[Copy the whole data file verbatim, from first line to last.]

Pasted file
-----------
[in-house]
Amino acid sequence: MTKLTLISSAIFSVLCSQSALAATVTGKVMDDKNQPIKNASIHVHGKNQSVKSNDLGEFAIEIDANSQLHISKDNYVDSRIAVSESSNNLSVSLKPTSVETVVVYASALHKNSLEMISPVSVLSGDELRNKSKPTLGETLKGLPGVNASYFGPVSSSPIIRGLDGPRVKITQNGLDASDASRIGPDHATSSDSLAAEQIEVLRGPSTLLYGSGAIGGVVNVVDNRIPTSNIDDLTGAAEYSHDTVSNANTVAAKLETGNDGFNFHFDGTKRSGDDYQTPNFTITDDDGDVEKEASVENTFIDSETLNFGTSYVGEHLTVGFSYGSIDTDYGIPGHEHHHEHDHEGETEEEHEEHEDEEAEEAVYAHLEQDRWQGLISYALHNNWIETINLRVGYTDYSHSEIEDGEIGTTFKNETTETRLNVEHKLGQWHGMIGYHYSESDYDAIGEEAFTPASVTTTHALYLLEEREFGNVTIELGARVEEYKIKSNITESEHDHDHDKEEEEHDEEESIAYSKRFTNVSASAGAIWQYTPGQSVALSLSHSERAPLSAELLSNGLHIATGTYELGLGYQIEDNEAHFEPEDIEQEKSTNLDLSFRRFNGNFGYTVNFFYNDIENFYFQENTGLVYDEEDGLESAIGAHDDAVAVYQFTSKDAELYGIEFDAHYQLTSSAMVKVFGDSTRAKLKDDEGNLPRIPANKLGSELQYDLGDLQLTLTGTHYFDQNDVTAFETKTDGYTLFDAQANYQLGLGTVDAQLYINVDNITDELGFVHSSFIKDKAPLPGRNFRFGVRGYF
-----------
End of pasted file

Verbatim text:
[in-house]
Amino acid sequence: MTKLTLISSAIFSVLCSQSALAATVTGKVMDDKNQPIKNASIHVHGKNQSVKSNDLGEFAIEIDANSQLHISKDNYVDSRIAVSESSNNLSVSLKPTSVETVVVYASALHKNSLEMISPVSVLSGDELRNKSKPTLGETLKGLPGVNASYFGPVSSSPIIRGLDGPRVKITQNGLDASDASRIGPDHATSSDSLAAEQIEVLRGPSTLLYGSGAIGGVVNVVDNRIPTSNIDDLTGAAEYSHDTVSNANTVAAKLETGNDGFNFHFDGTKRSGDDYQTPNFTITDDDGDVEKEASVENTFIDSETLNFGTSYVGEHLTVGFSYGSIDTDYGIPGHEHHHEHDHEGETEEEHEEHEDEEAEEAVYAHLEQDRWQGLISYALHNNWIETINLRVGYTDYSHSEIEDGEIGTTFKNETTETRLNVEHKLGQWHGMIGYHYSESDYDAIGEEAFTPASVTTTHALYLLEEREFGNVTIELGARVEEYKIKSNITESEHDHDHDKEEEEHDEEESIAYSKRFTNVSASAGAIWQYTPGQSVALSLSHSERAPLSAELLSNGLHIATGTYELGLGYQIEDNEAHFEPEDIEQEKSTNLDLSFRRFNGNFGYTVNFFYNDIENFYFQENTGLVYDEEDGLESAIGAHDDAVAVYQFTSKDAELYGIEFDAHYQLTSSAMVKVFGDSTRAKLKDDEGNLPRIPANKLGSELQYDLGDLQLTLTGTHYFDQNDVTAFETKTDGYTLFDAQANYQLGLGTVDAQLYINVDNITDELGFVHSSFIKDKAPLPGRNFRFGVRGYF